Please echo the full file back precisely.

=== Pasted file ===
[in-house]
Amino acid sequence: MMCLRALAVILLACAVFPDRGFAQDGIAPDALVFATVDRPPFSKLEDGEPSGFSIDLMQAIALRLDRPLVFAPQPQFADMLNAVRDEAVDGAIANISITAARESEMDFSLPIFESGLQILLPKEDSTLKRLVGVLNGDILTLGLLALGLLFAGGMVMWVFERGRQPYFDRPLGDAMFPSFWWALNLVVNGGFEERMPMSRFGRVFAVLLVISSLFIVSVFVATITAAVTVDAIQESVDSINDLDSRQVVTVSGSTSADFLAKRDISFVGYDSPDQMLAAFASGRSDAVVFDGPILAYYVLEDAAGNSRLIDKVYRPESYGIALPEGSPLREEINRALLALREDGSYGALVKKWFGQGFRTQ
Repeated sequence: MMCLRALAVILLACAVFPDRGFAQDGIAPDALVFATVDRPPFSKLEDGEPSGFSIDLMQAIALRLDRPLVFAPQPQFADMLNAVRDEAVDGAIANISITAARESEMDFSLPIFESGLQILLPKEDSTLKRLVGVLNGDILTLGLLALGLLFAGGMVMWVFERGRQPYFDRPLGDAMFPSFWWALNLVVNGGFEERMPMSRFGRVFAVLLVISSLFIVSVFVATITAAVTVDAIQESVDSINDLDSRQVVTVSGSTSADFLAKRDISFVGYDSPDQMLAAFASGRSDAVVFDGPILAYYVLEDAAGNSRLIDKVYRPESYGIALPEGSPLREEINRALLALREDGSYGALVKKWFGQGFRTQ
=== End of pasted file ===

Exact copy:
[in-house]
Amino acid sequence: MMCLRALAVILLACAVFPDRGFAQDGIAPDALVFATVDRPPFSKLEDGEPSGFSIDLMQAIALRLDRPLVFAPQPQFADMLNAVRDEAVDGAIANISITAARESEMDFSLPIFESGLQILLPKEDSTLKRLVGVLNGDILTLGLLALGLLFAGGMVMWVFERGRQPYFDRPLGDAMFPSFWWALNLVVNGGFEERMPMSRFGRVFAVLLVISSLFIVSVFVATITAAVTVDAIQESVDSINDLDSRQVVTVSGSTSADFLAKRDISFVGYDSPDQMLAAFASGRSDAVVFDGPILAYYVLEDAAGNSRLIDKVYRPESYGIALPEGSPLREEINRALLALREDGSYGALVKKWFGQGFRTQ
Repeated sequence: MMCLRALAVILLACAVFPDRGFAQDGIAPDALVFATVDRPPFSKLEDGEPSGFSIDLMQAIALRLDRPLVFAPQPQFADMLNAVRDEAVDGAIANISITAARESEMDFSLPIFESGLQILLPKEDSTLKRLVGVLNGDILTLGLLALGLLFAGGMVMWVFERGRQPYFDRPLGDAMFPSFWWALNLVVNGGFEERMPMSRFGRVFAVLLVISSLFIVSVFVATITAAVTVDAIQESVDSINDLDSRQVVTVSGSTSADFLAKRDISFVGYDSPDQMLAAFASGRSDAVVFDGPILAYYVLEDAAGNSRLIDKVYRPESYGIALPEGSPLREEINRALLALREDGSYGALVKKWFGQGFRTQ